Recently I wrote an article entitled “Low Dose Naltrexone and Thyroid Autoimmunity”. In the article I discussed how more and more medical doctors are prescribing low dose naltrexone (LDN) for autoimmune conditions such as Graves’ Disease and Hashimoto’s Thyroiditis. I also discussed some of the risks associated with this medication.
While in most cases the benefits of LDN outweigh the risks, it’s still not something I usually recommend initially to my patients. And the main reason for this is because it’s not addressing the cause of the problem, and quite frankly, most people don’t need to take it. However, there are some cases when I will recommend LDN to my patients. One of these situations is when someone has severe symptoms that aren’t being managed through conventional or natural treatment methods. Let’s look at a few situations when LDN might be a good option:
Scenario #1: Someone with hyperthyroidism or Graves’ Disease who isn’t able to effectively manage their symptoms with herbs such as bugleweed and motherwort, and isn’t able to take antithyroid medication due to side effects they experience.
Scenario #2: Someone with hypothyroidism or Hashimoto’s Thyroiditis who is still very symptomatic despite taking thyroid hormone medication and following a natural treatment approach.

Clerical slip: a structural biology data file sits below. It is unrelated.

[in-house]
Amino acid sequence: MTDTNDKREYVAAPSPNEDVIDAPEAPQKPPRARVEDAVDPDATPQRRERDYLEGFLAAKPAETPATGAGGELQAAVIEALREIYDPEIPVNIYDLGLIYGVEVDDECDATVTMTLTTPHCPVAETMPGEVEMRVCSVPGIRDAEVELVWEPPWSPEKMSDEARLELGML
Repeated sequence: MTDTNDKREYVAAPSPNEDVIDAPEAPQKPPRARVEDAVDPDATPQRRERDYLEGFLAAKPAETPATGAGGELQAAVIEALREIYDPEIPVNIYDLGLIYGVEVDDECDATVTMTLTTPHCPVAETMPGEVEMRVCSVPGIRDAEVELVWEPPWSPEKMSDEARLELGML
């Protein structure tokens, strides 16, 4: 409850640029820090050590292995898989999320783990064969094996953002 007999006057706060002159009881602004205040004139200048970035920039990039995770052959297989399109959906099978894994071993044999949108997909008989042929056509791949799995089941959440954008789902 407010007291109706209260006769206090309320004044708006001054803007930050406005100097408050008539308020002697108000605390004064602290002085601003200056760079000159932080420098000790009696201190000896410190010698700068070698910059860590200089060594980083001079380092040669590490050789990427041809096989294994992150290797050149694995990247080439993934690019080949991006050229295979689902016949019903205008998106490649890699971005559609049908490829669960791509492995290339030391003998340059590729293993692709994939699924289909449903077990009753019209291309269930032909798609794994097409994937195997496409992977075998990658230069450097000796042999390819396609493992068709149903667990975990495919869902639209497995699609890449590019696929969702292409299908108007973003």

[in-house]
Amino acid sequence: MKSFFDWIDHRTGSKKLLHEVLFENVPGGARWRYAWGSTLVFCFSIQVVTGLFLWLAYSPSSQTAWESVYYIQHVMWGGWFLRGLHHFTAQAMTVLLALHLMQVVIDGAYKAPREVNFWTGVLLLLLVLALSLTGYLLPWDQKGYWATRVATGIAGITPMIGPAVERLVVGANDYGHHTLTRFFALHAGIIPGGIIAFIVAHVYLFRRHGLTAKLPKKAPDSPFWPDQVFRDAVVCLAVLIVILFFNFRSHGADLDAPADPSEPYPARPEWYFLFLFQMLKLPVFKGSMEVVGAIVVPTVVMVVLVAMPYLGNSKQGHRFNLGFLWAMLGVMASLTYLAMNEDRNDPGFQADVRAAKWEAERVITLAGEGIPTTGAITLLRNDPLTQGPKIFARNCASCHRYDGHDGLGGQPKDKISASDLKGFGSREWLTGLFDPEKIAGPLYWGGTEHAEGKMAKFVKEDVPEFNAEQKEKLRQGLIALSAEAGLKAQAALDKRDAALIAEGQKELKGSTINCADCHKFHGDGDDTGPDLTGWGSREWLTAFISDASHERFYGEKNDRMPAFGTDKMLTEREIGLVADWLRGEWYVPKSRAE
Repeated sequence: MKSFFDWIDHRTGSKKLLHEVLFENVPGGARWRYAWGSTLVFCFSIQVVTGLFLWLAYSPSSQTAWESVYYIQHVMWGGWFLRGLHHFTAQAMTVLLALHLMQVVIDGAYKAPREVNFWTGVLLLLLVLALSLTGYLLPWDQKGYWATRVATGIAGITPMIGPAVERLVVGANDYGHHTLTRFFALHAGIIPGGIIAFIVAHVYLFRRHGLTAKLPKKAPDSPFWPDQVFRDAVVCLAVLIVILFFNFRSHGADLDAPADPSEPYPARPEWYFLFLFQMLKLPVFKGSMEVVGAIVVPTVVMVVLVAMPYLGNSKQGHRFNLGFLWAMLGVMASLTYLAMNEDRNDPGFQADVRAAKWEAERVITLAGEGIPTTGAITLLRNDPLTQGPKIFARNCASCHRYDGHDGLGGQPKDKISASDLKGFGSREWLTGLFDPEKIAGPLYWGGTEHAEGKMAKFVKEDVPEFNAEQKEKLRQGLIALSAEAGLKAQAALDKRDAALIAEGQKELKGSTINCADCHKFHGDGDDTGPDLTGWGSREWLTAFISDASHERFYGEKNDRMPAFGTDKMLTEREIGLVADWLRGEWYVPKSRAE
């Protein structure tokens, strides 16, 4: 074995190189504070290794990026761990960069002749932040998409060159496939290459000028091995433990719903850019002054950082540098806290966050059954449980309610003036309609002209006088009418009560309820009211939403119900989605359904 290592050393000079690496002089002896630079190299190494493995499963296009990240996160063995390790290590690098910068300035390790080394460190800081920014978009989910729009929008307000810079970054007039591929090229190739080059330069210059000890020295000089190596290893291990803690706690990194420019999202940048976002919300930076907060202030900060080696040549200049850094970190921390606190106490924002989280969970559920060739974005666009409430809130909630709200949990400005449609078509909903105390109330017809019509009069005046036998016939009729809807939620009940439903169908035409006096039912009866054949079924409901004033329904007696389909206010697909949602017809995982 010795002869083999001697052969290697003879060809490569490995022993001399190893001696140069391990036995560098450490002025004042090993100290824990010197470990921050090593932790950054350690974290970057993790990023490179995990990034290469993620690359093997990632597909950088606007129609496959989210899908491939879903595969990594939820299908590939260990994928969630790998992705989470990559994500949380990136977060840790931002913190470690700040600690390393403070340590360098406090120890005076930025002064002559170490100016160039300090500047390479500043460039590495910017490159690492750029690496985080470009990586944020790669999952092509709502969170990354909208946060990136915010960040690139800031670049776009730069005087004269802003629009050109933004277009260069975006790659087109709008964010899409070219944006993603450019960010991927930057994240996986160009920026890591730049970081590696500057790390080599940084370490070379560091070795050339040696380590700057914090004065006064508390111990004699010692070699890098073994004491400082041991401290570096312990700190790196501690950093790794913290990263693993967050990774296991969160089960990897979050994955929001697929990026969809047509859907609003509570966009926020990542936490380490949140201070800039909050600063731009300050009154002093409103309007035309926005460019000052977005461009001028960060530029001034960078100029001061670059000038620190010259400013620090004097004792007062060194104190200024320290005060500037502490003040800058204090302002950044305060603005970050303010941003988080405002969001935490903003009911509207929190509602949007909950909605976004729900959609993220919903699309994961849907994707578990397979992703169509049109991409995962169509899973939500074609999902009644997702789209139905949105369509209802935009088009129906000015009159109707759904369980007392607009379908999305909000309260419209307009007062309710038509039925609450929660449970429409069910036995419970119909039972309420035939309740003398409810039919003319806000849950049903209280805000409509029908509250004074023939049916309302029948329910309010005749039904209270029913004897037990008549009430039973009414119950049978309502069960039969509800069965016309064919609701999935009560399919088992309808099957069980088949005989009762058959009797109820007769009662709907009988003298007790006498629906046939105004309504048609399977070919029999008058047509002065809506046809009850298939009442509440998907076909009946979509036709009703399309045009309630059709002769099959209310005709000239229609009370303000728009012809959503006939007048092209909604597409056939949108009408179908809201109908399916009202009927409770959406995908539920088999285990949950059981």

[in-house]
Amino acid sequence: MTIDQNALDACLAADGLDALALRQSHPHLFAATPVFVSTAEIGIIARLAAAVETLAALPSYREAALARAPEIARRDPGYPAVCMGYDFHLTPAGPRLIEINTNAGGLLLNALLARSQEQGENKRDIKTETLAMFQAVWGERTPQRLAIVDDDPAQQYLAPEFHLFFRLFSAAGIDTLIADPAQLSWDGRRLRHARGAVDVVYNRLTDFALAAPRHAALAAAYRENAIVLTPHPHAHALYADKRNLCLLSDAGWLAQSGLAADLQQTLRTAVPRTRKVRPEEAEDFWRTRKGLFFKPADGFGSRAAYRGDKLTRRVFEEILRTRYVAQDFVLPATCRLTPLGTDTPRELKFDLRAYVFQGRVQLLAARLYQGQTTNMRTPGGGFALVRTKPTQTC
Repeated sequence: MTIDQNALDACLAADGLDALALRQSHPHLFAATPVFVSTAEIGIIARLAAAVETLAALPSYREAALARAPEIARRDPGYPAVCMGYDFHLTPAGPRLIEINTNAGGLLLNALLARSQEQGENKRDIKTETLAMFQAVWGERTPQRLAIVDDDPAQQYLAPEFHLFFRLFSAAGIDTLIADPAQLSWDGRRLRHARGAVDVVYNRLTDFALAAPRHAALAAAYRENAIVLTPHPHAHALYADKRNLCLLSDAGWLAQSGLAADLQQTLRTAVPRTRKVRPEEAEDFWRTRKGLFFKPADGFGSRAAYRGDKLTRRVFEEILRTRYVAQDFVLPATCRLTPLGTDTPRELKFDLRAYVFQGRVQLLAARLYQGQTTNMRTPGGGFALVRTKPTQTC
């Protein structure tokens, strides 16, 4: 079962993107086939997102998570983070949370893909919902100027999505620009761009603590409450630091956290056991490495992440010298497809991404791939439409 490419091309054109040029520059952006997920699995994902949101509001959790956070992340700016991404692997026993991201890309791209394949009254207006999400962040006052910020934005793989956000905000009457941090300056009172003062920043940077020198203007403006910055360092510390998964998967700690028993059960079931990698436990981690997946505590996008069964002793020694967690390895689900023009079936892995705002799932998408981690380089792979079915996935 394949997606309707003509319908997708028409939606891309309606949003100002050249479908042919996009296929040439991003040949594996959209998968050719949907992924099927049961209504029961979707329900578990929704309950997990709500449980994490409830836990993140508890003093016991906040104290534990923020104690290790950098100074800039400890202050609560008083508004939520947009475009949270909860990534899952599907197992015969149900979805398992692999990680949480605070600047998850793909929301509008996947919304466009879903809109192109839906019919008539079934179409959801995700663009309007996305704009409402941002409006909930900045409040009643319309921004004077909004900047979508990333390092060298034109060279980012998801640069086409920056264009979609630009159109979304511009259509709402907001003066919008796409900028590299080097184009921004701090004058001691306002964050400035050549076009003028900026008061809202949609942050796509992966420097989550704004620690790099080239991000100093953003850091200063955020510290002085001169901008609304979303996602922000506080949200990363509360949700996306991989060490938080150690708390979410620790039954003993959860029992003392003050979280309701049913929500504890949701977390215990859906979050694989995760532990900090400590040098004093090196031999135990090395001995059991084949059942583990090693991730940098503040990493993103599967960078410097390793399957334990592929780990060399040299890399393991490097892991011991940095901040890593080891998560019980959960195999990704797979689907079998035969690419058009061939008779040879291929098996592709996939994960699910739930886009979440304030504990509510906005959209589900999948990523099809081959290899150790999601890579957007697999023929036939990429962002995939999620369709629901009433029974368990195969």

Of course there are other situations when LDN might be worth giving a try, but these are two common scenarios. In any case, besides not doing anything to address the cause of the problem, another downside of LDN is that it doesn’t work in everyone who takes it. I personally have seen mixed results for those patients with Graves’ Disease and Hashimoto’s Thyroiditis who have taken LDN. I’ve seen some autoimmune thyroid patients significantly lower their thyroid antibodies when taking LDN, but there are also people who took LDN and didn’t show any improvement.
When LDN doesn’t work there can be a few different reasons why this is the case. One reason is due to low or depressed vitamin D levels. Another reason can be due to having a Candida overgrowth. Both of these are common problems, and ideally should be addressed before someone takes LDN. However, there are some people who have taken LDN and didn’t receive good results, even with healthy vitamin D levels, and without an overgrowth of Candida.
The main purpose of this blog post is get the feedback of others with Graves’ Disease and Hashimoto’s Thyroiditis who took LDN. If you took LDN and if it benefited you please let me know! If you took LDN and didn’t notice any positive changes please let me know! And if you took LDN and had any negative side effects please let me know! Thank you so much for sharing your experience with others.